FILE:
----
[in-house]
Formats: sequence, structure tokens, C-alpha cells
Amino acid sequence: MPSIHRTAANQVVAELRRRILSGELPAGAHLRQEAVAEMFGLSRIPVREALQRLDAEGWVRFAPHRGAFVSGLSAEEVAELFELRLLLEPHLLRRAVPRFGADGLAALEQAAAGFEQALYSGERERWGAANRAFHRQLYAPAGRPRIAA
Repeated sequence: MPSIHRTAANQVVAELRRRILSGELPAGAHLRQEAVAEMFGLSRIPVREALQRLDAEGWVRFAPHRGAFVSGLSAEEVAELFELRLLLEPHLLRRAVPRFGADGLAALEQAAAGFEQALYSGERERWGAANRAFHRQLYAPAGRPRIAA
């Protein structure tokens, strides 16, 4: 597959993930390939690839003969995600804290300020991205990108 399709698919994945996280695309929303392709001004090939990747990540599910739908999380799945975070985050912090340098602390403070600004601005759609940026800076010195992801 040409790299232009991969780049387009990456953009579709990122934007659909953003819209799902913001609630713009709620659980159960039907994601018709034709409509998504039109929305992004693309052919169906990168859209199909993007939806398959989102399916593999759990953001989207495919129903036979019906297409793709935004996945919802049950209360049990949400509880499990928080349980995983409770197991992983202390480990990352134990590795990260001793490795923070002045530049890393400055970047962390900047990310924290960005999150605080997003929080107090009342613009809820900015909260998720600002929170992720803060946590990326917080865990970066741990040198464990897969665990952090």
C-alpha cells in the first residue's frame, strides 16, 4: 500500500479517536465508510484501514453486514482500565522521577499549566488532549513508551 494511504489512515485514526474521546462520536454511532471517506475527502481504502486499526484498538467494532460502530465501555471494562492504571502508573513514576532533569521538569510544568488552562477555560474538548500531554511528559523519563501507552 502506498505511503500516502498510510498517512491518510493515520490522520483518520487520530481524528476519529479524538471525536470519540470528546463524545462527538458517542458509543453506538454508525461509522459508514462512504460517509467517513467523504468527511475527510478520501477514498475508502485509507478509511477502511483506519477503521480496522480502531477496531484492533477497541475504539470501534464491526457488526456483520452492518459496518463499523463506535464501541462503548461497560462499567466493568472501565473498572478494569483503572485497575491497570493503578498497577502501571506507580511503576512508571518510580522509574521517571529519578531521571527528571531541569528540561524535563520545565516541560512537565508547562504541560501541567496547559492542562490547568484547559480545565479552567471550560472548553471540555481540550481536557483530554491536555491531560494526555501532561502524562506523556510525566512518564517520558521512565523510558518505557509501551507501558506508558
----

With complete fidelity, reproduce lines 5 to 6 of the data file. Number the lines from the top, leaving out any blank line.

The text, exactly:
């Protein structure tokens, strides 16, 4: 597959993930390939690839003969995600804290300020991205990108 399709698919994945996280695309929303392709001004090939990747990540599910739908999380799945975070985050912090340098602390403070600004601005759609940026800076010195992801 040409790299232009991969780049387009990456953009579709990122934007659909953003819209799902913001609630713009709620659980159960039907994601018709034709409509998504039109929305992004693309052919169906990168859209199909993007939806398959989102399916593999759990953001989207495919129903036979019906297409793709935004996945919802049950209360049990949400509880499990928080349980995983409770197991992983202390480990990352134990590795990260001793490795923070002045530049890393400055970047962390900047990310924290960005999150605080997003929080107090009342613009809820900015909260998720600002929170992720803060946590990326917080865990970066741990040198464990897969665990952090």
C-alpha cells in the first residue's frame, strides 16, 4: 500500500479517536465508510484501514453486514482500565522521577499549566488532549513508551 494511504489512515485514526474521546462520536454511532471517506475527502481504502486499526484498538467494532460502530465501555471494562492504571502508573513514576532533569521538569510544568488552562477555560474538548500531554511528559523519563501507552 502506498505511503500516502498510510498517512491518510493515520490522520483518520487520530481524528476519529479524538471525536470519540470528546463524545462527538458517542458509543453506538454508525461509522459508514462512504460517509467517513467523504468527511475527510478520501477514498475508502485509507478509511477502511483506519477503521480496522480502531477496531484492533477497541475504539470501534464491526457488526456483520452492518459496518463499523463506535464501541462503548461497560462499567466493568472501565473498572478494569483503572485497575491497570493503578498497577502501571506507580511503576512508571518510580522509574521517571529519578531521571527528571531541569528540561524535563520545565516541560512537565508547562504541560501541567496547559492542562490547568484547559480545565479552567471550560472548553471540555481540550481536557483530554491536555491531560494526555501532561502524562506523556510525566512518564517520558521512565523510558518505557509501551507501558506508558